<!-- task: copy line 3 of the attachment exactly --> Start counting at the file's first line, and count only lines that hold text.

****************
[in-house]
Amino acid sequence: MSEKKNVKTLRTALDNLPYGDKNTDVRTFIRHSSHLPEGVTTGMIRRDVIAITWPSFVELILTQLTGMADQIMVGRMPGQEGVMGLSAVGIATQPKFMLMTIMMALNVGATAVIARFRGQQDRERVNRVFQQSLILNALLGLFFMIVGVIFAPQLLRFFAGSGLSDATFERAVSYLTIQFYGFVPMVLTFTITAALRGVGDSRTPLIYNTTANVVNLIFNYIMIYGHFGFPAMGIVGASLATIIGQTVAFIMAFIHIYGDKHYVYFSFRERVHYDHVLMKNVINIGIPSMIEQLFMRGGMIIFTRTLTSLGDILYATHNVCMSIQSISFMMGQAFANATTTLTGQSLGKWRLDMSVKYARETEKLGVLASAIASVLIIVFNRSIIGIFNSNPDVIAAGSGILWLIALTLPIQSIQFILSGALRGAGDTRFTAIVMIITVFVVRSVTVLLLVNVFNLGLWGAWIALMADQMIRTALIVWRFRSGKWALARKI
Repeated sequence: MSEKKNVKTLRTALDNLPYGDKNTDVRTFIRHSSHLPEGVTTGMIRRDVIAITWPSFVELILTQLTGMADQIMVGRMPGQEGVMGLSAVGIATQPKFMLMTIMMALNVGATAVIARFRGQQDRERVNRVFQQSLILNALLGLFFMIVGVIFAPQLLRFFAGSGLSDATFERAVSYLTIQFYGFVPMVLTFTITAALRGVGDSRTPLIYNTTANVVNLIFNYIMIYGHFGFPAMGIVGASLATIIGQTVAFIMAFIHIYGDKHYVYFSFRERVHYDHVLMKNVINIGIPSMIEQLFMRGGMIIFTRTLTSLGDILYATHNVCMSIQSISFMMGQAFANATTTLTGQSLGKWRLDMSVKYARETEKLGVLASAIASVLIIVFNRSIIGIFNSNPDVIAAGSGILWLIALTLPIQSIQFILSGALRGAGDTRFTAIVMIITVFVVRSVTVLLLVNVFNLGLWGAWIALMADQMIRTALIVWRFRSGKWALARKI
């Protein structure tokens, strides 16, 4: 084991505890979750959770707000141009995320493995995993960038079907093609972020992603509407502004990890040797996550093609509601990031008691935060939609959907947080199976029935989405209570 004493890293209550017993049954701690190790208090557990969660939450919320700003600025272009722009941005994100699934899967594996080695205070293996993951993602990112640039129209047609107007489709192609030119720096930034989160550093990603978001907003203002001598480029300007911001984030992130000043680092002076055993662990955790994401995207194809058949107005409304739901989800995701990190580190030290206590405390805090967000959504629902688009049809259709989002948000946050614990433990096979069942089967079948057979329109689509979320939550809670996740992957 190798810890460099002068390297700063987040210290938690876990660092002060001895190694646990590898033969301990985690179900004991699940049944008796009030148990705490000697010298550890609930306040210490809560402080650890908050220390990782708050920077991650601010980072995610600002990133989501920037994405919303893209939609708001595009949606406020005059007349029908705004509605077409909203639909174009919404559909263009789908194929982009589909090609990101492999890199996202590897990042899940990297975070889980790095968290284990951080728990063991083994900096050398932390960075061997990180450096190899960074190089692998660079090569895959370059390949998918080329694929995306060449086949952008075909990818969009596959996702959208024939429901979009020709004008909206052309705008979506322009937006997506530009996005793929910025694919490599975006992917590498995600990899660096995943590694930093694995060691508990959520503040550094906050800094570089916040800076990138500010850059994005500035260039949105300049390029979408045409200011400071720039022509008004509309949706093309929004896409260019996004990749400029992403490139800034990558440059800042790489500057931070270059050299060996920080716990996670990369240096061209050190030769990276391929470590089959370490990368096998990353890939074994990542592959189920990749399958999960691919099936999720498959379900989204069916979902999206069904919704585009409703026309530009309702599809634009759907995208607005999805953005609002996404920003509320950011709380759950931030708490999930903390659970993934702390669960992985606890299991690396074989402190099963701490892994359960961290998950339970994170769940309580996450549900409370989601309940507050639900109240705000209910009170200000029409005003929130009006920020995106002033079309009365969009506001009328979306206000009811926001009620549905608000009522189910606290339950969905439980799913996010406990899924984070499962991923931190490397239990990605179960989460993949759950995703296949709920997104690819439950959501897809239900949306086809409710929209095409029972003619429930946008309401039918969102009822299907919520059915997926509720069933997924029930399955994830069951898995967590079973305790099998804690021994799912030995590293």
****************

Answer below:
Repeated sequence: MSEKKNVKTLRTALDNLPYGDKNTDVRTFIRHSSHLPEGVTTGMIRRDVIAITWPSFVELILTQLTGMADQIMVGRMPGQEGVMGLSAVGIATQPKFMLMTIMMALNVGATAVIARFRGQQDRERVNRVFQQSLILNALLGLFFMIVGVIFAPQLLRFFAGSGLSDATFERAVSYLTIQFYGFVPMVLTFTITAALRGVGDSRTPLIYNTTANVVNLIFNYIMIYGHFGFPAMGIVGASLATIIGQTVAFIMAFIHIYGDKHYVYFSFRERVHYDHVLMKNVINIGIPSMIEQLFMRGGMIIFTRTLTSLGDILYATHNVCMSIQSISFMMGQAFANATTTLTGQSLGKWRLDMSVKYARETEKLGVLASAIASVLIIVFNRSIIGIFNSNPDVIAAGSGILWLIALTLPIQSIQFILSGALRGAGDTRFTAIVMIITVFVVRSVTVLLLVNVFNLGLWGAWIALMADQMIRTALIVWRFRSGKWALARKI